Registration for the chance to buy tickets for Glastonbury’s 50th anniversary next year will close one week today, at 5pm Monday 30th September.
Coach travel package tickets will go on sale at 6pm Thursday 3rd October, then general admission tickets will be sold at 9am Sunday 6th October.
Anyone who hasn’t registered by 5pm next Monday won’t be able to attempt to buy tickets, and nobody else will be able to buy one on their behalf.
Glastonbury organisers recommend submitting your application at least one week before registration closes, so you have time to re-apply if your photo is rejected.
To register, visit GlastonburyRegistration.co.uk. Registration is free and only takes a couple of minutes. You’ll need to submit a passport photograph along with your address, email and phone number.
Successful registration doesn’t guarantee tickets, as demand always exceeds supply. Last year, coach tickets sold out in 29 minutes and general admission tickets sold out within 36 minutes of going on sale.
Registration will re-open after the October ticket sales, and limited tickets will be available next year when any unwanted tickets are resold.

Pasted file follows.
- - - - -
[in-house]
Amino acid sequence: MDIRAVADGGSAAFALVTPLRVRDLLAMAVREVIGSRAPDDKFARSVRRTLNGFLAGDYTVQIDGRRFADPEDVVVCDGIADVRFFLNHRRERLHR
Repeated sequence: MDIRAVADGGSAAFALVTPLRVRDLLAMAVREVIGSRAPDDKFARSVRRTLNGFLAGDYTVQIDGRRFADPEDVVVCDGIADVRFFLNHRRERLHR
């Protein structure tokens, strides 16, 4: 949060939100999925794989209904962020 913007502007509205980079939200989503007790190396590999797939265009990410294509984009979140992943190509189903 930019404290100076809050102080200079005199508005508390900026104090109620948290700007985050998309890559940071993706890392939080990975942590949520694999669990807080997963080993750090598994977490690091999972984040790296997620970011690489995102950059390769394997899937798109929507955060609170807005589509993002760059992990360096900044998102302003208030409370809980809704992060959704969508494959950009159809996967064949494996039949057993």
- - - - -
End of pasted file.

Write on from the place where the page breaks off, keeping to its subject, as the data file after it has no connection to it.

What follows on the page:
Anyone who has registered before doesn’t need to register again, but organisers advise you check your registration details here.
Your photo must still be “a good likeness” of how you look now, and it’s worth checking your email address and postcode are up to date.
Wolf Alice were the first artist officially confirmed to be on the Glastonbury 2020 line-up when Michael Eavis said the band will “definitely be on next year’s Glastonbury lineup for sure” before they headlined Pilton Party last month.
Supergrass reformed ahead of appearing as special guests at the event, dubbed as an annual ‘thank you’ event organised by Glastonbury for local residents and workers. Bands typically appear on the main Glastonbury Festival line-up the year after playing Pilton Party.
NME asked Supergrass if they’d be at Glastonbury 2020 after the gig. They replied: “I don’t think I can say anything about that! I think we shall leave that in the hands of the Gods.”
Image credits: Anna Barclay
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